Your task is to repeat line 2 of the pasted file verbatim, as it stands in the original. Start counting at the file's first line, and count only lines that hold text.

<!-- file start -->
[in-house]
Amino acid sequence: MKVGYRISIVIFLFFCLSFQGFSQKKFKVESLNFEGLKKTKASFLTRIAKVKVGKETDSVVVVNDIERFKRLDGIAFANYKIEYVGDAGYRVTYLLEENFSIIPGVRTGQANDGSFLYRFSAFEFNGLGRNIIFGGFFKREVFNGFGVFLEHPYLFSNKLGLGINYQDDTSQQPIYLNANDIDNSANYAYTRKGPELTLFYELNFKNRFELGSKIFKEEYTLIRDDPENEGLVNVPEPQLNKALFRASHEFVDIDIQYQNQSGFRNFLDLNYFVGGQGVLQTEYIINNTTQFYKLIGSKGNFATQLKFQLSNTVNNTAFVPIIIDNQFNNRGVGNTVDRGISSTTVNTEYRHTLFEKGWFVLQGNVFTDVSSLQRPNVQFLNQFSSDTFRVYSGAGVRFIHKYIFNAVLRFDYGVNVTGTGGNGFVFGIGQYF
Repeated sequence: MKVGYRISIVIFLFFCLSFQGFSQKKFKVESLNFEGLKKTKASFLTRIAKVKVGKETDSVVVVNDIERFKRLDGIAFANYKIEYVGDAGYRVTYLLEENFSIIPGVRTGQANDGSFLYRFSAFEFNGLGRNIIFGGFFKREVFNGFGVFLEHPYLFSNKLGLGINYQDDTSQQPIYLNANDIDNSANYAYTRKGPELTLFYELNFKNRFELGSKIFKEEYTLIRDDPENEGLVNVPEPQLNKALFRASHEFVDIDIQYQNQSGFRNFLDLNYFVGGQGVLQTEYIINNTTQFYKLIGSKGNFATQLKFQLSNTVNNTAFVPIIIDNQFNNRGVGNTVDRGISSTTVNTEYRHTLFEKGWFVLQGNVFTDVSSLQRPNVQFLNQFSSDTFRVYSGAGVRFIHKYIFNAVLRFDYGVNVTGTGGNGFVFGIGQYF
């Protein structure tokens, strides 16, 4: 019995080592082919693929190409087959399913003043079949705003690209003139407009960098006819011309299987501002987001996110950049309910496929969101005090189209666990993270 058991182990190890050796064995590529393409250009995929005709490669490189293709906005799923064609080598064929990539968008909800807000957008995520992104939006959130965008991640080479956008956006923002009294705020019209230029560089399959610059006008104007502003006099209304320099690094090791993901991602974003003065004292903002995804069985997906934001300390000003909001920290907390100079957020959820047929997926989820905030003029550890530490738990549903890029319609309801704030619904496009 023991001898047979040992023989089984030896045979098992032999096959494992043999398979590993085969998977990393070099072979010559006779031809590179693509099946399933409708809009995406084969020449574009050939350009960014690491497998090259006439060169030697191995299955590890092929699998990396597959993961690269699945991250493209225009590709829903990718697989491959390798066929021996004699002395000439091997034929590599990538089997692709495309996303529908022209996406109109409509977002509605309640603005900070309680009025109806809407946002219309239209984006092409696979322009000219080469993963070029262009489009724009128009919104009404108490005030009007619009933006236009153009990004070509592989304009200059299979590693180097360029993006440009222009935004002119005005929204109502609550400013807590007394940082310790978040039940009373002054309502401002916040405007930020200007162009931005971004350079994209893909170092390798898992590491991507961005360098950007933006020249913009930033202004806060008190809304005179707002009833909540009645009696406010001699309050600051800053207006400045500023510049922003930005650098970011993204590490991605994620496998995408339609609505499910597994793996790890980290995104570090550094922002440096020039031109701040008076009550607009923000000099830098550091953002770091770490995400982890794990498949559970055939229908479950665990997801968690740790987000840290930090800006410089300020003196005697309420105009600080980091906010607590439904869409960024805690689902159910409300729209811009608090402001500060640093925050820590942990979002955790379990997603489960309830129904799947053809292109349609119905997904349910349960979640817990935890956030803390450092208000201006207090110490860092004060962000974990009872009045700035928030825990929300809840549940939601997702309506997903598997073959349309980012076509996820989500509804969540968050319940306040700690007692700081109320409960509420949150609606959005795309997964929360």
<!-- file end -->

Amino acid sequence: MKVGYRISIVIFLFFCLSFQGFSQKKFKVESLNFEGLKKTKASFLTRIAKVKVGKETDSVVVVNDIERFKRLDGIAFANYKIEYVGDAGYRVTYLLEENFSIIPGVRTGQANDGSFLYRFSAFEFNGLGRNIIFGGFFKREVFNGFGVFLEHPYLFSNKLGLGINYQDDTSQQPIYLNANDIDNSANYAYTRKGPELTLFYELNFKNRFELGSKIFKEEYTLIRDDPENEGLVNVPEPQLNKALFRASHEFVDIDIQYQNQSGFRNFLDLNYFVGGQGVLQTEYIINNTTQFYKLIGSKGNFATQLKFQLSNTVNNTAFVPIIIDNQFNNRGVGNTVDRGISSTTVNTEYRHTLFEKGWFVLQGNVFTDVSSLQRPNVQFLNQFSSDTFRVYSGAGVRFIHKYIFNAVLRFDYGVNVTGTGGNGFVFGIGQYF